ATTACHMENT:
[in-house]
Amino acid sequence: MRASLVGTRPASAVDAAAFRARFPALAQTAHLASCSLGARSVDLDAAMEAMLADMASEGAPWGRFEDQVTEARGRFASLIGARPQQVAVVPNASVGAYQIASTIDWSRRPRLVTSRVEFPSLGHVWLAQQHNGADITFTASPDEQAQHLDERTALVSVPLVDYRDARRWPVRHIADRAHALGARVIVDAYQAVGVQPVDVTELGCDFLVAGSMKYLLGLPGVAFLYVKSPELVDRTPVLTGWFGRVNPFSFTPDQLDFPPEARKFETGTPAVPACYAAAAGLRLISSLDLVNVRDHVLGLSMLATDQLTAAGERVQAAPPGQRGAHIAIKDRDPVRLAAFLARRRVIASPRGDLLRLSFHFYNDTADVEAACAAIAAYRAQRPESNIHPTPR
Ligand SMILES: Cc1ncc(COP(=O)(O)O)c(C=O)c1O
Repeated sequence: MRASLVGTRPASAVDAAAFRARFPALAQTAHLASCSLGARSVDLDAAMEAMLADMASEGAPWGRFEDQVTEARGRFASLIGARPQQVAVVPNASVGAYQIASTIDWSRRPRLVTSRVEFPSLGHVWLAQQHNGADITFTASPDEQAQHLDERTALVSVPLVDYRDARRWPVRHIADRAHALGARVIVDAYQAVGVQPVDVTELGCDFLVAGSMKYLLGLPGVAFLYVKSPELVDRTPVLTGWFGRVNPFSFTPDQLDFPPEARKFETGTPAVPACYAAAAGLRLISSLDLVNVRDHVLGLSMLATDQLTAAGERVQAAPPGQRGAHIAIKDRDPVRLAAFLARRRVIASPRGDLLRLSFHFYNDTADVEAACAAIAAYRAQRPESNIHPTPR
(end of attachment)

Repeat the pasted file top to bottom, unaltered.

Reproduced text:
[in-house]
Amino acid sequence: MRASLVGTRPASAVDAAAFRARFPALAQTAHLASCSLGARSVDLDAAMEAMLADMASEGAPWGRFEDQVTEARGRFASLIGARPQQVAVVPNASVGAYQIASTIDWSRRPRLVTSRVEFPSLGHVWLAQQHNGADITFTASPDEQAQHLDERTALVSVPLVDYRDARRWPVRHIADRAHALGARVIVDAYQAVGVQPVDVTELGCDFLVAGSMKYLLGLPGVAFLYVKSPELVDRTPVLTGWFGRVNPFSFTPDQLDFPPEARKFETGTPAVPACYAAAAGLRLISSLDLVNVRDHVLGLSMLATDQLTAAGERVQAAPPGQRGAHIAIKDRDPVRLAAFLARRRVIASPRGDLLRLSFHFYNDTADVEAACAAIAAYRAQRPESNIHPTPR
Ligand SMILES: Cc1ncc(COP(=O)(O)O)c(C=O)c1O
Repeated sequence: MRASLVGTRPASAVDAAAFRARFPALAQTAHLASCSLGARSVDLDAAMEAMLADMASEGAPWGRFEDQVTEARGRFASLIGARPQQVAVVPNASVGAYQIASTIDWSRRPRLVTSRVEFPSLGHVWLAQQHNGADITFTASPDEQAQHLDERTALVSVPLVDYRDARRWPVRHIADRAHALGARVIVDAYQAVGVQPVDVTELGCDFLVAGSMKYLLGLPGVAFLYVKSPELVDRTPVLTGWFGRVNPFSFTPDQLDFPPEARKFETGTPAVPACYAAAAGLRLISSLDLVNVRDHVLGLSMLATDQLTAAGERVQAAPPGQRGAHIAIKDRDPVRLAAFLARRRVIASPRGDLLRLSFHFYNDTADVEAACAAIAAYRAQRPESNIHPTPR